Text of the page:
Edited by Nick Hanley, W. Douglass Shaw and Robert E. Wright
Chapter 14: Whalewatching Demand and Value: Estimates from a New ‘Double-Semilog’ Empirical Demand System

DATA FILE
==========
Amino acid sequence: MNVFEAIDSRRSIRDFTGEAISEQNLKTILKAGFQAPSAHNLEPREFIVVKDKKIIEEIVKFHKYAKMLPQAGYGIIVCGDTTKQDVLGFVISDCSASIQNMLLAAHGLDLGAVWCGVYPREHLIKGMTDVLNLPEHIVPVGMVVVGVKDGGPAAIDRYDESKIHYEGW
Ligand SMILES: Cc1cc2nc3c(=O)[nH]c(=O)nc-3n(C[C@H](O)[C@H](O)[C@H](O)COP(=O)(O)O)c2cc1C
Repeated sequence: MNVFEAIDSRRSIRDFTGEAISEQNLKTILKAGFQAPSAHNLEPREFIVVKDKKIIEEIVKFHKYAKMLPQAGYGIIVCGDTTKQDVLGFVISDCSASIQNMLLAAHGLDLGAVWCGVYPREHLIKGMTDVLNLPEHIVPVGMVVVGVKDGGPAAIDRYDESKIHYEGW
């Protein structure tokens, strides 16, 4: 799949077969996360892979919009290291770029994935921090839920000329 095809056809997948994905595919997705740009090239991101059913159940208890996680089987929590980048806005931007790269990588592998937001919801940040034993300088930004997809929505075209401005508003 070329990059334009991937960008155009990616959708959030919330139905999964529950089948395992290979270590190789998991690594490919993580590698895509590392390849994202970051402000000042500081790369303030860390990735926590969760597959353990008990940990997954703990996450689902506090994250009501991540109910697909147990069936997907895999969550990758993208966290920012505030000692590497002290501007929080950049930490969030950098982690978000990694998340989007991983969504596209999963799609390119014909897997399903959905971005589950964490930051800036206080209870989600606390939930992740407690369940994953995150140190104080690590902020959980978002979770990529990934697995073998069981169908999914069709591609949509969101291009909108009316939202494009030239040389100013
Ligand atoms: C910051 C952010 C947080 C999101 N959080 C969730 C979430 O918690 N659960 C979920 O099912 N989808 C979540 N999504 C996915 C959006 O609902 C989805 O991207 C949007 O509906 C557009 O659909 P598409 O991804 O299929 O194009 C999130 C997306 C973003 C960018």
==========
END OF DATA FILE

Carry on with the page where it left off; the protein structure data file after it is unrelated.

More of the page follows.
14. Whalewatching demand and value: estimates from a new ‘doublesemilog’ empirical demand system Douglas M. Larson and Sabina L. Shaikh 1. INTRODUCTION Whalewatching is an increasingly-popular form of winter recreation in California and along much of the rest of the western coasts of the United States and Canada. The annual migration of grey whales along the coast, from summer feeding grounds in the Bering Sea oﬀ Alaska to the Gulf of Mexico for calving, is well-documented and publicized in the popular media. The southward migration runs closer to shore and may last for a period of 1–4 weeks, peaking in mid-December in central and Northern California. In the northward migration, whales travel farther oﬀshore and its peak occurs in March. In many ports along the coast, oﬀering whalewatching cruises is an important supplement to the winter incomes of ﬁshing guides, party boat operators, and other boat owners. In addition to regularly-scheduled boat cruises and tours in ports up and down the coast, there are many opportunities for shore-based viewing of the migration from major headlands and promontories. The value of whalewatching, as with other forms of recreation, is assessed in models of consumer demand that reﬂect the constraints on choice and the opportunities for consumption. When the behavior of interest is recreational use, often the substitution between sites is important to measuring the value of any given site. A common approach is the random utility model, which predicts the probability of a site being chosen on...
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